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Route 66 and Beyond

Hal Donaldson

Editor's note: In April, Editor Hal Donaldson and Associate Editor Joel Kilpatrick flew to opposite coasts and drove 4,000 miles across America to see how the Holy Spirit is working in Assemblies of God churches. Donaldson, who started in New Jersey, and Kilpatrick, who started in Los Angeles, traveled through 13 states, spending much of the trip on Route 66 which stretches from Los Angeles to Chicago. They spoke with pastors and laypeople, visited powerful prayer meetings and saw bold outreaches. Their stories will instill a fresh faith in even the most road-weary traveler. Joel Kilpatrick

Friday, April 16,
Camden, New Jersey

Hope in a murder capital
Pulling out of the Philadelphia airport in my rental car, I realize I am 20 minutes late for an appointment with Jack Schell, pastor of Life Assembly of God in Camden, New Jersey, perhaps one of the more gospel-resistant cities in the United States.

Last year, Jack, 56, and his wife, Dawn, felt stirred to start a church here. They have spent many of their years in Teen Challenge ministry, church planting, as well as suburban pastoral work. When they first walked through the streets of Camden — which has the second-highest murder rate per capita in the country — Jack felt a tremendous peace. "I don't see any giants here," he told his family. "With God's help, we can make a difference."

Today they walk those same streets, and people know them by name. Every weekday, an average of 140 needy residents come to the church for a luncheon. A church service is held before lunch and more than half of them are there to seek God. Jack plays keyboard and Dawn leads worship — they alternate the preaching responsibility, and God gives the increase. A week before my visit, six people who found Christ through the feeding ministry were baptized in water. Sunday services attract many new converts.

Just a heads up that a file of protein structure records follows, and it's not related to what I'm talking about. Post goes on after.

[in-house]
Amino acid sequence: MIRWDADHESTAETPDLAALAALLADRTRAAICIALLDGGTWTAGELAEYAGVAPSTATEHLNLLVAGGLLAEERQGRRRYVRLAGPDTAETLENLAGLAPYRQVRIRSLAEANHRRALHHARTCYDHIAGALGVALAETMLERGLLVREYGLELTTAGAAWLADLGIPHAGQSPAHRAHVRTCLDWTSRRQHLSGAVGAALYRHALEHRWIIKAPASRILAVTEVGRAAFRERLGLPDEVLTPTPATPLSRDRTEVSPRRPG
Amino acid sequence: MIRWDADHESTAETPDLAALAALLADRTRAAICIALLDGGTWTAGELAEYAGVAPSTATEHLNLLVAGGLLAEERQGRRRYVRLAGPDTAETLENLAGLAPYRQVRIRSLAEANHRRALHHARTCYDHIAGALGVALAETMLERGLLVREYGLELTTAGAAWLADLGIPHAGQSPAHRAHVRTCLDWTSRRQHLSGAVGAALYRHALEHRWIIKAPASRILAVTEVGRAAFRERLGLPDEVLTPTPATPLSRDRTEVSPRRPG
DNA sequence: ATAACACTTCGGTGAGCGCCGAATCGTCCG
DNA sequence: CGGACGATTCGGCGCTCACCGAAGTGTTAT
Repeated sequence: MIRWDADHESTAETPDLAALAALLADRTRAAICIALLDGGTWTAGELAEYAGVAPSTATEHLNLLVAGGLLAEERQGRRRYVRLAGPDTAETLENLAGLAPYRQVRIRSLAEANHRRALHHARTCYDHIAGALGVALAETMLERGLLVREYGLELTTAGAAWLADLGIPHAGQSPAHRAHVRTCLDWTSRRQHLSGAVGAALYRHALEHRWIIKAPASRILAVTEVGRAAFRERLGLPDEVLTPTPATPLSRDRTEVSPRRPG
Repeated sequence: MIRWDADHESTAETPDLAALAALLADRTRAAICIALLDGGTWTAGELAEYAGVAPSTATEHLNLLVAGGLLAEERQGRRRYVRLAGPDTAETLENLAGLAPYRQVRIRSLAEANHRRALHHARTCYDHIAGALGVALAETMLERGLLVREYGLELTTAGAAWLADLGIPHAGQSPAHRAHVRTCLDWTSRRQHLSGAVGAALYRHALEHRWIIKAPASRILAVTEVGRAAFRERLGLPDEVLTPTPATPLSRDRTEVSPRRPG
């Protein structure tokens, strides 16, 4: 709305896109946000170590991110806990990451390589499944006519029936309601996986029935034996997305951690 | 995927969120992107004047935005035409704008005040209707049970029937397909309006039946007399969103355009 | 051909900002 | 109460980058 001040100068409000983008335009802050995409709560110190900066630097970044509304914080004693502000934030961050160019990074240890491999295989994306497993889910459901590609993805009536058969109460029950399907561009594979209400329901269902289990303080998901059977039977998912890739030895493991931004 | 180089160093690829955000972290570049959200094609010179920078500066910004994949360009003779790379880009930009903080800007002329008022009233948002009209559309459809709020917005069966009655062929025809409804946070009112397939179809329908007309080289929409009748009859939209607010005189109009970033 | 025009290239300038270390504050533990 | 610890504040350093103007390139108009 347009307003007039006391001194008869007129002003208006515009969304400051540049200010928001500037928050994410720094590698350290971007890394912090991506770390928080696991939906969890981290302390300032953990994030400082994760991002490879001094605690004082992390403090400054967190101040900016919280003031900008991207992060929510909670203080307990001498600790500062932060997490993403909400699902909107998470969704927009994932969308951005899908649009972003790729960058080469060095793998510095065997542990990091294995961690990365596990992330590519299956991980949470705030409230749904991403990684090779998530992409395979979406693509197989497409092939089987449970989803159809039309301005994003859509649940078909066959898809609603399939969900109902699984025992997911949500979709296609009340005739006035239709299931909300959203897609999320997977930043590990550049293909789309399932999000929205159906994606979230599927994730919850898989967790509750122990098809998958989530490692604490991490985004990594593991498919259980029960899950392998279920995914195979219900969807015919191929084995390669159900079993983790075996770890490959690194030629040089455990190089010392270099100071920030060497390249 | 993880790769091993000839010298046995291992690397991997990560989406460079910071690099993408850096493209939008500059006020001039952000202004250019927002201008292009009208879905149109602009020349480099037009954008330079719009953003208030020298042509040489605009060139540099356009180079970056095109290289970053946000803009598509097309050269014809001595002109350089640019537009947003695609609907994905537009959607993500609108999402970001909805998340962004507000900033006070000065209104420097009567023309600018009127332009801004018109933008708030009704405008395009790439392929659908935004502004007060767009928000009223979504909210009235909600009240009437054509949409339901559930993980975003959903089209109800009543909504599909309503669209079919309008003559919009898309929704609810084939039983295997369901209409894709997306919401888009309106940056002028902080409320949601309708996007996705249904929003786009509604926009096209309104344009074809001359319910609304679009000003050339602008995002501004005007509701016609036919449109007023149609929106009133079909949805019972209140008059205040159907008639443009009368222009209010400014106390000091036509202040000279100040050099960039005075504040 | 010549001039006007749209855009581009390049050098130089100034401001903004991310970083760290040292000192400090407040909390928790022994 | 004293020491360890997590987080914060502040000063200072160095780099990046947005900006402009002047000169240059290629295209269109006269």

Jack and I sit in his office; and while we talk, at least four people with desperate stories knock on his door seeking help. On one occasion, Schell opens his wallet and gives the person several dollars. Turning to me after the person leaves, Schell says, "When I have it — and I'm pretty confident it's not going to be used at the liquor store or for drugs — I'll do everything I can to help them. That's what Jesus would do."

As we walk back to my car, a man approaches us seeking prayer for high blood pressure. We lay hands on him and ask God for a miracle. Tears come to the man's eyes as he hugs us.

I hug Jack farewell and tears come to my eyes — tears of gratitude that God has sent people like the Schells to share the message of hope with such needy people.

On my way out of Camden I open the U.S. map on the seat next to me. "Lord," I pray, "make this more than a writing assignment. Do something in my heart." Little do I know what God has in store.

The journey continues...

 

Friday, April 16
Pasadena, California

On the front lines
Pioneering churches

My trip begins in Pasadena with Jaren Lapasaran, 44, a missionary to the United States who two years ago left a thriving church in Manila, Philippines, to pioneer Filipino churches here. Lapasaran's grandparents were among the first converts of Assemblies of God missionaries in the Philippines, he says, showing me around the facility where his congregation of 120 meets.

"I feel God is calling His generals out of the war rooms and onto the front lines," he says. "Los Angeles has a rich heritage for our Movement."

In Pasadena, several of Lapasaran's home groups are ready to become churches, and he is eyeing other cities that need a strong Filipino work. If his presence here is any indicator, America is increasingly a missionary-receiving country.

The journey continues...

 

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